Tag Archives: IPCC

Small Cars Must Rule ! Curb on diesel cars need implementation

In a recent leading News Paper I happened to read that the automobile companies in India have requested the Government to re-think on putting an extra excise tax on Diesel passenger vehicles, namely SUV‘s and other high to very high-end Cars using diesel. Their argument is its going to affect their economy, and moreover its just a tiny 1.56% of the total diesel driven automobiles!

I confess at the start that I am no Ivy league MBA and can’t crunch statistics like the big corporate boys do. But in my dim-wit brain I need someone to explain me that if the diesel cars construed only 1.5%  of the total, why the petition? And I start to think what is this argument of 1.5% ? A trillion can also have 1.5% of it and a million can also have a 1.5% but the formers tiny percent can be the whole of 100% + of the latter! So as someone had said long ago – ‘statistics is the best way to lie and win an argument’ holds true. The brilliant and well meaning automobile manufacturing managers  perhaps have the well-being of the poor employees in their mind when they attempt to  protect the assembly line from closing down. So I will not hold it against them. But by increasing the demand of passenger cars which would be belching fossil fuel fumes especially more carbon–Di–oxide  is causing a disservice to the Nation. (

However, I must  advocate for Clean technologies as it is the only way to abate Climate Change. I would also ask the big diesel car advocates to read the Stern Review and the SREX report of IPCC.  It is time that corporates and governments but most importantly the Citizens of the country start to understand that we have a very limited time to turn the tide against climate change. For we enter the Orange line for danger from 2017!

Diesel is understood to give more mileage and more efficient that petrol. But in India all may not be using the high-end diesel which is taking care of NOx which is a cause of concern from the pollution angle. Moreover once the public see that the price of fuel is cheaper the demand for diesel cars would shoot up. The price of diesel is cheaper in India because the Government offers a bigger subsidy on it than Petrol. As long as the public keep on demanding for “cheaper fuel” for their very big and costly cars, the automakers can not be put to fault. And as long as the Government of the day continues to buy the corporates argument, the public can not be held responsible. It is a wonder how easily in any argument we create demarcations – Government – Public – Automakers and forget that all are at the end citizens of a responsible Nation which should be at the fore-front to abate climate change.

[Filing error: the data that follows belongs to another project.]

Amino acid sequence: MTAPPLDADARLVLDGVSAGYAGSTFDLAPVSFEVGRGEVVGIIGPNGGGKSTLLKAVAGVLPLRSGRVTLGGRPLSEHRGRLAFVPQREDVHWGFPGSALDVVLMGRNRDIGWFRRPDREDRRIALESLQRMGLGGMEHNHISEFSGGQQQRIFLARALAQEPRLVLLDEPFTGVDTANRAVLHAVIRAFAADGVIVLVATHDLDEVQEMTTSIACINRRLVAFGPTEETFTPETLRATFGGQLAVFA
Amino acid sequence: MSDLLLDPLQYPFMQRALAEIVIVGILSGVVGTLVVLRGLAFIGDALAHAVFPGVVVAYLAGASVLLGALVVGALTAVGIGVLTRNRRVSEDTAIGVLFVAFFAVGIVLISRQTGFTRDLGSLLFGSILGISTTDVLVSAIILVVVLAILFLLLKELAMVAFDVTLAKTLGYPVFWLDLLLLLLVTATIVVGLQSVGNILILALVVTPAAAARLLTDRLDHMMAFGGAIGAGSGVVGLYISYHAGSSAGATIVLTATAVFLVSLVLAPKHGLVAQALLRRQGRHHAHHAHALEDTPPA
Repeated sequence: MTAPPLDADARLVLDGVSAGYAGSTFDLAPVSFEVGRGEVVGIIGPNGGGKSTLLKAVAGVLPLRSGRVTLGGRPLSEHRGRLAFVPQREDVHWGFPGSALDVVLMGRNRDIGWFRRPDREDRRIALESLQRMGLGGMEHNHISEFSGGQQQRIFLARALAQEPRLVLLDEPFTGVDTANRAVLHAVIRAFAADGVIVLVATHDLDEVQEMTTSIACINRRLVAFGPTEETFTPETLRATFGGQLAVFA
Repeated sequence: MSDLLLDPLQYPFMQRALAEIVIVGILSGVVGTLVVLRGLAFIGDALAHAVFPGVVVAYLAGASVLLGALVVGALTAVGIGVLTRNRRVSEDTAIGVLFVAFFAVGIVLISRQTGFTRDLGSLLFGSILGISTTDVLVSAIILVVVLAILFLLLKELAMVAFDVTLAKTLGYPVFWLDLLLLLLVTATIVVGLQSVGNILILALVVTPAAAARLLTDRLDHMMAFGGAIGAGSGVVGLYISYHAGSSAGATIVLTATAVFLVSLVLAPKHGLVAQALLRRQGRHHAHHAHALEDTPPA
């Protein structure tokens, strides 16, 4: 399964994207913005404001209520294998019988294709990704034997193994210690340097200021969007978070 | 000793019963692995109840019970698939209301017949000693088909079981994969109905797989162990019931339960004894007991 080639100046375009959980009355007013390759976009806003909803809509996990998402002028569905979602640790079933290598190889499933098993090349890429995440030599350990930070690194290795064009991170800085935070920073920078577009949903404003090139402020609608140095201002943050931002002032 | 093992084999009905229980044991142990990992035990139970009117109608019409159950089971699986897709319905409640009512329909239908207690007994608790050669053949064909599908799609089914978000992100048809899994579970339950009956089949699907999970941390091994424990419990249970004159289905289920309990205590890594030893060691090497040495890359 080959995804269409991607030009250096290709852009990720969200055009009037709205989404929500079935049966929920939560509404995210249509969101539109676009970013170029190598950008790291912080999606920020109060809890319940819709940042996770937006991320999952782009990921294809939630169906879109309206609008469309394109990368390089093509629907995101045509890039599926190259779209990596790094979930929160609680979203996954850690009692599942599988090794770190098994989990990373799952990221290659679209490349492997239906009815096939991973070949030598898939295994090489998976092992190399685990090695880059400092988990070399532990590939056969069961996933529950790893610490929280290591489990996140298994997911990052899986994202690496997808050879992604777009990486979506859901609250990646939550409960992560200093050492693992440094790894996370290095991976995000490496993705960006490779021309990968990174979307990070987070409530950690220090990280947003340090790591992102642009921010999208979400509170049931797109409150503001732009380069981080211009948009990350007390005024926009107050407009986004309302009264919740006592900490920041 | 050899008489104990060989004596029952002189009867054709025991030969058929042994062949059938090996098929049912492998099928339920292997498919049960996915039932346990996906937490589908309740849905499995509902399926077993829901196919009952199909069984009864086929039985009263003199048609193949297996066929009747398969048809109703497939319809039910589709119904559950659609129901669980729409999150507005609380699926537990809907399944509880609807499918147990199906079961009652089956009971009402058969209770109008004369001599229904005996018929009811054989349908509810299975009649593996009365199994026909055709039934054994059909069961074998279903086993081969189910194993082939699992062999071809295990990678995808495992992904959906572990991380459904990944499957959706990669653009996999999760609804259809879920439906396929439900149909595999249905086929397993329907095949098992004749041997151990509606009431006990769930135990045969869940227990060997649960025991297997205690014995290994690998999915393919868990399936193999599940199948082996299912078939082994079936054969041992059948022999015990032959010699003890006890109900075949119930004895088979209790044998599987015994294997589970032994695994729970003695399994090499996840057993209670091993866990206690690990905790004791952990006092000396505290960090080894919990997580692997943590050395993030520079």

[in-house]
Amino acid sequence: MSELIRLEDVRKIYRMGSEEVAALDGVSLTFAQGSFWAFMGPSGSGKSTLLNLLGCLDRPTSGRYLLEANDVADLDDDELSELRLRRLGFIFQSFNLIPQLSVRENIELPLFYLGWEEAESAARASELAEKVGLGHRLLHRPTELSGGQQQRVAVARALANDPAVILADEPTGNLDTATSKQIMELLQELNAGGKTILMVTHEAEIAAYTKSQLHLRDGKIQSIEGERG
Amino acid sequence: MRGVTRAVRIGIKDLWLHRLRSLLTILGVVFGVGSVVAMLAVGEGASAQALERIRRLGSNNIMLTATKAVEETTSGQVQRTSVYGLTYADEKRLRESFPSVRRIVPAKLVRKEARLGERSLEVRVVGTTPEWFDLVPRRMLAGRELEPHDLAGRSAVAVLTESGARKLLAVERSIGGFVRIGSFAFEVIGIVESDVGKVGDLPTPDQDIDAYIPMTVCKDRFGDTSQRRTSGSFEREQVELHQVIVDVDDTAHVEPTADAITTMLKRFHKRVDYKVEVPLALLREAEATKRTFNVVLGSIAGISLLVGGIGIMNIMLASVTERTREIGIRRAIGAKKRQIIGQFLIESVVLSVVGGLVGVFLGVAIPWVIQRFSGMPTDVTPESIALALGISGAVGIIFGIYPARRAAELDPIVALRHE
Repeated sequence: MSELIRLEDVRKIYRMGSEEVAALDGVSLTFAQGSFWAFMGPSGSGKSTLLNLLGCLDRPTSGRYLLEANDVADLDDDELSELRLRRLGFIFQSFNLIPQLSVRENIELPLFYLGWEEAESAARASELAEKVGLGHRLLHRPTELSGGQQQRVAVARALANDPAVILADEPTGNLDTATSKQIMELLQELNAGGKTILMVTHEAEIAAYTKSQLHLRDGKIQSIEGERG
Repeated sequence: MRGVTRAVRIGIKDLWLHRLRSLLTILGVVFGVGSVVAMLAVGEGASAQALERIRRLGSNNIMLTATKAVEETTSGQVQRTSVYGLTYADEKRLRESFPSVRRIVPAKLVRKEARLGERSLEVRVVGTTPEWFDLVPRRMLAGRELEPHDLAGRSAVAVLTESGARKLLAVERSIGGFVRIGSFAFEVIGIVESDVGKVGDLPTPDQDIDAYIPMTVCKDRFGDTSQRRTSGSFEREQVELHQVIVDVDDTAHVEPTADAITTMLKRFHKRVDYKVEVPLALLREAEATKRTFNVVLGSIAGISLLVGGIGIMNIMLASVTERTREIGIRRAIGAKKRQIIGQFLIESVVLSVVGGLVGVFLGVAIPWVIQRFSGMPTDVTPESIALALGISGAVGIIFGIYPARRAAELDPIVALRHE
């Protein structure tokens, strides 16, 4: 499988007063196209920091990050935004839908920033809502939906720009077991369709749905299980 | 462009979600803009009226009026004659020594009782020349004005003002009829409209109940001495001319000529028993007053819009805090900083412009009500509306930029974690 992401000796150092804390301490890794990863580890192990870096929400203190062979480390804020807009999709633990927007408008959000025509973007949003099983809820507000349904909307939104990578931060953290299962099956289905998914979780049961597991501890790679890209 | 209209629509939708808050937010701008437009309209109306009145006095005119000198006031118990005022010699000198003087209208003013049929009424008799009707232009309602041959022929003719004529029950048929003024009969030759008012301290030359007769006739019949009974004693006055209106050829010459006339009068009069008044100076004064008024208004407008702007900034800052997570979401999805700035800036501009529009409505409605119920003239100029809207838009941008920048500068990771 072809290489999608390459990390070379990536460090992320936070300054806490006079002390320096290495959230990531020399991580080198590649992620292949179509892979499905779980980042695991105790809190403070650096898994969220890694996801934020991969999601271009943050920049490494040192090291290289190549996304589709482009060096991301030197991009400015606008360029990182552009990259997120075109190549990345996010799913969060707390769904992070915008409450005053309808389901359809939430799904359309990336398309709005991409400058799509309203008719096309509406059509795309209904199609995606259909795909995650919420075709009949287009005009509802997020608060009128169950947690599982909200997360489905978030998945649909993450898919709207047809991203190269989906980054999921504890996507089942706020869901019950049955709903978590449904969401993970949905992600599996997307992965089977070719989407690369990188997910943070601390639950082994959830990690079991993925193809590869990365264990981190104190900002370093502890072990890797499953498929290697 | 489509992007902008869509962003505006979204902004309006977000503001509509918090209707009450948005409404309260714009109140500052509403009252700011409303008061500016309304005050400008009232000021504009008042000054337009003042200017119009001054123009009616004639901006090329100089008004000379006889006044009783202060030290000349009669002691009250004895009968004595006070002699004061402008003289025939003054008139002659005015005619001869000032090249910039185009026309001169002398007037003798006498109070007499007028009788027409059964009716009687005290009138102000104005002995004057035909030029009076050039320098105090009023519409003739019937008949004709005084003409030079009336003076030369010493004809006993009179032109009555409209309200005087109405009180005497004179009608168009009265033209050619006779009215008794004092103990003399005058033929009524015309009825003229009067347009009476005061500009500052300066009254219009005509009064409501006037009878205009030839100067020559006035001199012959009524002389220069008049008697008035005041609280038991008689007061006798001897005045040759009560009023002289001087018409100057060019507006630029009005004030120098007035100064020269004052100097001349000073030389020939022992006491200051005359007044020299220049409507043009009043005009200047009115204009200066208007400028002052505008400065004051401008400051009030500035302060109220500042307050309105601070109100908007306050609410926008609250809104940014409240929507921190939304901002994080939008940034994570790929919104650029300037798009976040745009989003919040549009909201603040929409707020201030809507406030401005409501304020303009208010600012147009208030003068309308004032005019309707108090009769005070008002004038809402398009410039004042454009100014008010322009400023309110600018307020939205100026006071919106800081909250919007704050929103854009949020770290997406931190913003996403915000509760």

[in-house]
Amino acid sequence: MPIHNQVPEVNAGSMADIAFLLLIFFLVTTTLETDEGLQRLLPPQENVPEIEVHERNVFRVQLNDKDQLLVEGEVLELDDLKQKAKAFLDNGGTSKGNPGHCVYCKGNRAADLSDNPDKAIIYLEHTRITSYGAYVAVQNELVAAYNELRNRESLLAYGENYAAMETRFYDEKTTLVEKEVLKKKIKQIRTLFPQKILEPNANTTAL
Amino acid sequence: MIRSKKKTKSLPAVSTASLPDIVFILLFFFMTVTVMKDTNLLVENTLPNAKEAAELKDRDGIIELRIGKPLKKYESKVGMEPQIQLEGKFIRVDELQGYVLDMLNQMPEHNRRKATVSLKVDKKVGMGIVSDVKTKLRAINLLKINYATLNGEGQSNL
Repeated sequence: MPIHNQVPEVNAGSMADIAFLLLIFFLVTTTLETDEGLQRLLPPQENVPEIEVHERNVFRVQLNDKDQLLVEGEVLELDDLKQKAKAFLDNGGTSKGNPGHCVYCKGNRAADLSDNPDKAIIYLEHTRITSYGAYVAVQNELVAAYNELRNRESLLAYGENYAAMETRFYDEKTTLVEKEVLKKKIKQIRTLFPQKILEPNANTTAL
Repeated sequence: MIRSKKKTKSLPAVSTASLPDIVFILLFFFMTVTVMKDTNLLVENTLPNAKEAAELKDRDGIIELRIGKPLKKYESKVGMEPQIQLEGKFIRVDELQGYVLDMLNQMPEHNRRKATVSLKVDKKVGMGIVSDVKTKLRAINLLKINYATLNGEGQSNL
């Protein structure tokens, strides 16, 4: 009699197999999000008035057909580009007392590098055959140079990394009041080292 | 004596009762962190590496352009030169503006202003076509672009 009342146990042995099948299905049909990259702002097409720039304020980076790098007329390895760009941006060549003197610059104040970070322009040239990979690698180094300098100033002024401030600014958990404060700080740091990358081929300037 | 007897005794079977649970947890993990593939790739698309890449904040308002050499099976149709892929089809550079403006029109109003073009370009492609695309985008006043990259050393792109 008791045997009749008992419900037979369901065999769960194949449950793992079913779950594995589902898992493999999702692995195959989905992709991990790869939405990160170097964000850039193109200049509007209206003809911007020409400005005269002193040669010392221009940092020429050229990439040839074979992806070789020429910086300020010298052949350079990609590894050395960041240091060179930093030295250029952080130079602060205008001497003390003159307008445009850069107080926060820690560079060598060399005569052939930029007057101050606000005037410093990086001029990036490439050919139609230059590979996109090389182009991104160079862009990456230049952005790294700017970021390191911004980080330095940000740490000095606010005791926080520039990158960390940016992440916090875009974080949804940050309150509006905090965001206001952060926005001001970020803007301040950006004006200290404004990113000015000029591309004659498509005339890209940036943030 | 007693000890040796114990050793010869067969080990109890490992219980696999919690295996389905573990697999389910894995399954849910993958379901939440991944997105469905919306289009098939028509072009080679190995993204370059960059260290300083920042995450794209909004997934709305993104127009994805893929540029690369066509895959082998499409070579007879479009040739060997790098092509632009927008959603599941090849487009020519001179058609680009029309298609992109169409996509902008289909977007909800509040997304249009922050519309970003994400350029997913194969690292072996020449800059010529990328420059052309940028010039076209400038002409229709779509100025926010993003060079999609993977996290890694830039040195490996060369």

All nations are facing the problem of balancing between the centuries old “industrial revolution” life-style which hyper-jumped on the back of fossil fuel to device a cleaner and more sustainable life-style without compromising on the creäture comfort we all have grown up with.  This can only happen if for once  these very best of India, the brilliant Corporate minds along with learned Citizens from various fields come together and devise a solution. Each in his/her personal capacity must break free from the chains of the company’s profit graph and attempt to create a level playing field in which bio-fuel driven or solar-driven or hybrid cars can create a viable alternative to the popular and practical cars of today.

And having done that, they should learn from the real experiences on the city roads of India and devise a plan to create superb SMALL passenger cars! And through their glib marketing and advertisement pamper the ego of the feudal minded ‘upper class’ that small is the new ‘BIG’!

Moreover, the super rich who buy big cars & suv’s with the argument that their large family would travel in comfort when they holiday usually have cars for each individual member or when holidaying they fly to Europe or other exotic destinations, leaving their large cars behind.

Let us see how is the Developed nations fairing in this – the EU’s voluntary agreements with motor manufacturers and the introduction of colour-coded CO2 labels in showrooms, the UK Government has introduced financial measures to favour cars with lower CO2 emissions.

Since March 2001 the annual Vehicle Excise Duty (VED) rate for new cars has been determined by their CO2 emission figure and the type of fuel used. This banding is linked to the voluntary colour coded CO2 A – G labelling scheme. Band ‘G’ was recently introduced but only applies to new cars registered on or after 23 March 2006. VED discounts are available for alternatively fuelled cars, e.g. hybrids, gas and biofuels.

Since 2002 company car drivers have been taxed according to their vehicle’s CO2 emissions and fuel type, again with diesel vehicles paying a tax penalty over petrol vehicles with similar CO2 emissions. Tax discounts are available for drivers choosing bio-fuel and hybrid electric vehicles.